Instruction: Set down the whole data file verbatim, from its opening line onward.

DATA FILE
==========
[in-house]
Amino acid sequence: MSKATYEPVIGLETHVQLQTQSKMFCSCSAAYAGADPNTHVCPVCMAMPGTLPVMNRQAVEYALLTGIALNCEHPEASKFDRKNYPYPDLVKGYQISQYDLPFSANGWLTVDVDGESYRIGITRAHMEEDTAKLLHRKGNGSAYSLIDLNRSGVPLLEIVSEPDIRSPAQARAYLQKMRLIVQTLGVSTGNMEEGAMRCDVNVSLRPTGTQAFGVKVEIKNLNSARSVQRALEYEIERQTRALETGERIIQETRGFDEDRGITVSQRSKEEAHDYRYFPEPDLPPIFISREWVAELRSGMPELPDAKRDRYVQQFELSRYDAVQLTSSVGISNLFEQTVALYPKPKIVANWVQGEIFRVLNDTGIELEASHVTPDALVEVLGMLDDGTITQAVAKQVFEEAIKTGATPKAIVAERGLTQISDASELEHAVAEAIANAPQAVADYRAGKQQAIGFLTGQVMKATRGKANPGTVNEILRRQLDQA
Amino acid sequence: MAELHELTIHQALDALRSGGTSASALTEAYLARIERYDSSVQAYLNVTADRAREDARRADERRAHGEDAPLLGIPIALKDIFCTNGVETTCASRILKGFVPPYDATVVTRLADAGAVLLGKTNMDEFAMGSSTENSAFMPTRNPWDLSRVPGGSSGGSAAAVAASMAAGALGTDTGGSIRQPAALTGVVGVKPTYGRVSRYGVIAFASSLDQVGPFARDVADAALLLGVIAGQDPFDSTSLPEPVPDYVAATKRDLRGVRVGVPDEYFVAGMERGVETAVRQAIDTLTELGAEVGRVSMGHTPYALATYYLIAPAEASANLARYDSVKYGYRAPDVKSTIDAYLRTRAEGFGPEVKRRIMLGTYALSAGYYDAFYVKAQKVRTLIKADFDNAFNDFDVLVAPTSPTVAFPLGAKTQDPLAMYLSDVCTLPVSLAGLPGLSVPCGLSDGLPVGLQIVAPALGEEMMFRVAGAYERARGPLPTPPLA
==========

[in-house]
Amino acid sequence: MSKATYEPVIGLETHVQLQTQSKMFCSCSAAYAGADPNTHVCPVCMAMPGTLPVMNRQAVEYALLTGIALNCEHPEASKFDRKNYPYPDLVKGYQISQYDLPFSANGWLTVDVDGESYRIGITRAHMEEDTAKLLHRKGNGSAYSLIDLNRSGVPLLEIVSEPDIRSPAQARAYLQKMRLIVQTLGVSTGNMEEGAMRCDVNVSLRPTGTQAFGVKVEIKNLNSARSVQRALEYEIERQTRALETGERIIQETRGFDEDRGITVSQRSKEEAHDYRYFPEPDLPPIFISREWVAELRSGMPELPDAKRDRYVQQFELSRYDAVQLTSSVGISNLFEQTVALYPKPKIVANWVQGEIFRVLNDTGIELEASHVTPDALVEVLGMLDDGTITQAVAKQVFEEAIKTGATPKAIVAERGLTQISDASELEHAVAEAIANAPQAVADYRAGKQQAIGFLTGQVMKATRGKANPGTVNEILRRQLDQA
Amino acid sequence: MAELHELTIHQALDALRSGGTSASALTEAYLARIERYDSSVQAYLNVTADRAREDARRADERRAHGEDAPLLGIPIALKDIFCTNGVETTCASRILKGFVPPYDATVVTRLADAGAVLLGKTNMDEFAMGSSTENSAFMPTRNPWDLSRVPGGSSGGSAAAVAASMAAGALGTDTGGSIRQPAALTGVVGVKPTYGRVSRYGVIAFASSLDQVGPFARDVADAALLLGVIAGQDPFDSTSLPEPVPDYVAATKRDLRGVRVGVPDEYFVAGMERGVETAVRQAIDTLTELGAEVGRVSMGHTPYALATYYLIAPAEASANLARYDSVKYGYRAPDVKSTIDAYLRTRAEGFGPEVKRRIMLGTYALSAGYYDAFYVKAQKVRTLIKADFDNAFNDFDVLVAPTSPTVAFPLGAKTQDPLAMYLSDVCTLPVSLAGLPGLSVPCGLSDGLPVGLQIVAPALGEEMMFRVAGAYERARGPLPTPPLA